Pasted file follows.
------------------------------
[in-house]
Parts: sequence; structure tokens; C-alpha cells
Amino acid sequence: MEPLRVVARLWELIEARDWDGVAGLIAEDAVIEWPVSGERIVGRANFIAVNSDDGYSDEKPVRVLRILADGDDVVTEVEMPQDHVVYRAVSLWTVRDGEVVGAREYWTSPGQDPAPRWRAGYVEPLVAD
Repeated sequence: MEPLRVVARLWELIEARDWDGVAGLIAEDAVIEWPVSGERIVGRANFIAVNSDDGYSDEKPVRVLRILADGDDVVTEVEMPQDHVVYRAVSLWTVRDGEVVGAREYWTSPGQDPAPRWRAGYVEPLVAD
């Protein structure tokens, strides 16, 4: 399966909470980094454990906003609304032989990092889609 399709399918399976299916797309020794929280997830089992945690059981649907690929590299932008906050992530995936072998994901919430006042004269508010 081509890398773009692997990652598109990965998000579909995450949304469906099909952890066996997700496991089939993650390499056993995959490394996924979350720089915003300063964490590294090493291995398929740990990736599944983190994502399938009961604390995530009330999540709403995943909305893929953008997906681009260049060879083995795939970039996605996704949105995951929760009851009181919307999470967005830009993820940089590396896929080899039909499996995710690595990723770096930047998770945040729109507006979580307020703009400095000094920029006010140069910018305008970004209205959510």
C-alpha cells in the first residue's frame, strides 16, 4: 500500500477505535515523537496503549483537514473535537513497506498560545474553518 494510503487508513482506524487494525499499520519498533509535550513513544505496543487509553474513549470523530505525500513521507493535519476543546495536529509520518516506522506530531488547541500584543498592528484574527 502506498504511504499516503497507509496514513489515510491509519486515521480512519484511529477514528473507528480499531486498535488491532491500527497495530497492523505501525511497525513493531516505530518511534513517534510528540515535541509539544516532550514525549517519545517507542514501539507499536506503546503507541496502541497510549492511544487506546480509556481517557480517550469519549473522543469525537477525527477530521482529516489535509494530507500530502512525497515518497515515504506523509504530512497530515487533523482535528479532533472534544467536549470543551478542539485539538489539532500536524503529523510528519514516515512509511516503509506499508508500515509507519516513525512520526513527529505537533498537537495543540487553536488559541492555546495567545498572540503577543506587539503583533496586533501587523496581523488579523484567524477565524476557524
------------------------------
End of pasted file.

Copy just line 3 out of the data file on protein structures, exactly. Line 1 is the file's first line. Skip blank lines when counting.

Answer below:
Amino acid sequence: MEPLRVVARLWELIEARDWDGVAGLIAEDAVIEWPVSGERIVGRANFIAVNSDDGYSDEKPVRVLRILADGDDVVTEVEMPQDHVVYRAVSLWTVRDGEVVGAREYWTSPGQDPAPRWRAGYVEPLVAD